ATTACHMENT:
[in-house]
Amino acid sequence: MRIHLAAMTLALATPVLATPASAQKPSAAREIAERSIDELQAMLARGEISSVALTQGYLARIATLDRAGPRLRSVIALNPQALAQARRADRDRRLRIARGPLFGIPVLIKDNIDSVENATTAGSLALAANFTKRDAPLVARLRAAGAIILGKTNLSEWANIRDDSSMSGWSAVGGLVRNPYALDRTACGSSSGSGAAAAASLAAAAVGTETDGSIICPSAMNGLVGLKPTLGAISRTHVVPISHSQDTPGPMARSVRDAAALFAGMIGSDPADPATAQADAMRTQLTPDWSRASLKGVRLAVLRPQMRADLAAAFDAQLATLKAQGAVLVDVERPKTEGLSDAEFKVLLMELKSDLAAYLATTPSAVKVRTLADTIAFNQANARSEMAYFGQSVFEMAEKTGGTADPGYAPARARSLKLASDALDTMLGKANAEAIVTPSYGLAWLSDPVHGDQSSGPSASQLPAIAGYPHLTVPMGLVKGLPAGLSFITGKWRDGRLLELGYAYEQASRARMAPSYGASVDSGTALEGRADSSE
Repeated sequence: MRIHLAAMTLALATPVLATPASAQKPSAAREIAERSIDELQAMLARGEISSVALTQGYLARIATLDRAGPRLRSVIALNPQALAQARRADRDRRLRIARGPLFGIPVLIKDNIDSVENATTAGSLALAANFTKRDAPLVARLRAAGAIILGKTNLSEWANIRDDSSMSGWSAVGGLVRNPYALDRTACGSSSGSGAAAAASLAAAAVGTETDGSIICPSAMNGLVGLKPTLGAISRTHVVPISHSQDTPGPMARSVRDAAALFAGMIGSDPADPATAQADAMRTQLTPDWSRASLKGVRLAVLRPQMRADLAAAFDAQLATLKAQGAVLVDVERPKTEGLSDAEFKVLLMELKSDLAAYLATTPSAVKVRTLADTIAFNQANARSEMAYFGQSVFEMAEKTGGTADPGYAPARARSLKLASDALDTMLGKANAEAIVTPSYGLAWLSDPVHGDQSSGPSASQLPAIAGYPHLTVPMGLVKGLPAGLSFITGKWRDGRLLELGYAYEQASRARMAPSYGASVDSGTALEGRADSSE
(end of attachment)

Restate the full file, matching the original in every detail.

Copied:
[in-house]
Amino acid sequence: MRIHLAAMTLALATPVLATPASAQKPSAAREIAERSIDELQAMLARGEISSVALTQGYLARIATLDRAGPRLRSVIALNPQALAQARRADRDRRLRIARGPLFGIPVLIKDNIDSVENATTAGSLALAANFTKRDAPLVARLRAAGAIILGKTNLSEWANIRDDSSMSGWSAVGGLVRNPYALDRTACGSSSGSGAAAAASLAAAAVGTETDGSIICPSAMNGLVGLKPTLGAISRTHVVPISHSQDTPGPMARSVRDAAALFAGMIGSDPADPATAQADAMRTQLTPDWSRASLKGVRLAVLRPQMRADLAAAFDAQLATLKAQGAVLVDVERPKTEGLSDAEFKVLLMELKSDLAAYLATTPSAVKVRTLADTIAFNQANARSEMAYFGQSVFEMAEKTGGTADPGYAPARARSLKLASDALDTMLGKANAEAIVTPSYGLAWLSDPVHGDQSSGPSASQLPAIAGYPHLTVPMGLVKGLPAGLSFITGKWRDGRLLELGYAYEQASRARMAPSYGASVDSGTALEGRADSSE
Repeated sequence: MRIHLAAMTLALATPVLATPASAQKPSAAREIAERSIDELQAMLARGEISSVALTQGYLARIATLDRAGPRLRSVIALNPQALAQARRADRDRRLRIARGPLFGIPVLIKDNIDSVENATTAGSLALAANFTKRDAPLVARLRAAGAIILGKTNLSEWANIRDDSSMSGWSAVGGLVRNPYALDRTACGSSSGSGAAAAASLAAAAVGTETDGSIICPSAMNGLVGLKPTLGAISRTHVVPISHSQDTPGPMARSVRDAAALFAGMIGSDPADPATAQADAMRTQLTPDWSRASLKGVRLAVLRPQMRADLAAAFDAQLATLKAQGAVLVDVERPKTEGLSDAEFKVLLMELKSDLAAYLATTPSAVKVRTLADTIAFNQANARSEMAYFGQSVFEMAEKTGGTADPGYAPARARSLKLASDALDTMLGKANAEAIVTPSYGLAWLSDPVHGDQSSGPSASQLPAIAGYPHLTVPMGLVKGLPAGLSFITGKWRDGRLLELGYAYEQASRARMAPSYGASVDSGTALEGRADSSE